The HPV vaccine, which is given during your teens, has cut HPV infections among teenage girls by 64 percent in the 10 years that the HPV vaccine has been available, according to a U.S. Centers for Disease Control and Prevention. Despite this positive news, less than 50 percent of teens are being immunized. Nationwide, four in every 10 girls and six of every 10 boys are unvaccinated against HPV, according to Team Maureen.
Highlighting the stories of three Cape residents, the new video shows the devastating effects HPV can have on people’s lives and strives to bring awareness to the importance of the vaccine. To watch the video and learn more about HPV and Team Maureen, visit www.teammaureen.org/.
Cape Cod Healthcare Bond Rating Upgraded
Fitch Ratings has upgraded its rating of Cape Cod Healthcare to A from its previous rating of A-. The Rating Outlook is “Stable,” according to the credit rating agency.
“The upgrade of the rating to A from A- reflects CCHC’s continued solid financial performance over the last four years, solid coverage of debt and low leverage, as well as continually improving liquidity, with metrics now largely consistent with Fitch’s A category medians,” the agency said in its announcement of the upgrade.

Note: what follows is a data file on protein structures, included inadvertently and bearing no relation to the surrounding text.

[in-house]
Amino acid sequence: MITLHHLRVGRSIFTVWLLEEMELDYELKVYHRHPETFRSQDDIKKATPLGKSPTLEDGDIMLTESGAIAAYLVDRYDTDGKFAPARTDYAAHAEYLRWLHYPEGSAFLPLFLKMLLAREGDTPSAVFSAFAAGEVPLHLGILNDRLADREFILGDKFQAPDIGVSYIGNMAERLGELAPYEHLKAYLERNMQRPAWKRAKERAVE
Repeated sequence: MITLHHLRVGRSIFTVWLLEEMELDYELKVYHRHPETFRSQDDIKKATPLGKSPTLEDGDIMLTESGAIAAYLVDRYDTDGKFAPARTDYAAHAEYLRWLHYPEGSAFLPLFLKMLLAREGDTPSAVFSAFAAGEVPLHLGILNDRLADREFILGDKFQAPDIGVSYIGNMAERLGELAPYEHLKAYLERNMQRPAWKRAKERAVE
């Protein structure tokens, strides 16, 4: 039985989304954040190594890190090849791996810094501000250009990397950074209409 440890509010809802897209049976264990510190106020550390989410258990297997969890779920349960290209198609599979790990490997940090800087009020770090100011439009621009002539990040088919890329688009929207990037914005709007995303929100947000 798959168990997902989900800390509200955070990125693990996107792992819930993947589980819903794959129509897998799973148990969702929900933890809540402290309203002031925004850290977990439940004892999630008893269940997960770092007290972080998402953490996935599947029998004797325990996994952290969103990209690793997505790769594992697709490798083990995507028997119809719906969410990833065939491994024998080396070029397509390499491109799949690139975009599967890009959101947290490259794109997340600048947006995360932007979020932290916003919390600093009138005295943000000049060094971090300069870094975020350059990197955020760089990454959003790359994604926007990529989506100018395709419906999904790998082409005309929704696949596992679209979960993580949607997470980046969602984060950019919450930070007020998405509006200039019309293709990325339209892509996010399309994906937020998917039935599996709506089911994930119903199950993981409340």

Fitch Ratings is an international credit rating agency based in New York City and London. Fellow international credit rating company, Standard & Poor’s, has rated CCHC A for the last two years.
“We are honored to be recognized by Fitch for our strong financial performance,” said CCHC Chief Financial Officer Michael L. Connors. “The upgrade is recognition of the hard work by everyone within the Cape Cod Healthcare system – from our physicians and staff, to our administration and board.”
Cape Cod Healthcare is the parent company of Cape Cod Hospital, Falmouth Hospital, the Visiting Nurse Association of Cape Cod, Cape Cod Healthcare Foundation, Emerald Physicians and Medical Affiliates of Cape Cod, five outpatient centers, a skilled nursing facility, and laboratory services, as well as several other programs and facilities.
In its announcement of the rating upgrade, Fitch noted as a “key credit strength” CCHC’s status as a sole community provider, “garnering dominant market share consistently above 70 percent in its primary service area.”
Fitch also listed as its reason for the rating upgrade its belief that “CCHC’s strong physician alignment, investment in primary care coverage in its service area, which now includes four urgent care centers, and continued development of clinical affiliations will help maintain its strong market presence.”
CCHC last year continued its strategic expansion of ambulatory services into the Cape Cod community, in order to increase accessibility to crucial healthcare services for Cape Cod residents and visitors, said Connors. Notable in the last year were the addition of two new Urgent Care Centers in Hyannis and Falmouth, joining Urgent Care Centers in Harwich and Sandwich; and new public pharmacies at Cape Cod Hospital, Fontaine Outpatient Center, Stoneman Outpatient Center, and another opening soon at Falmouth Hospital.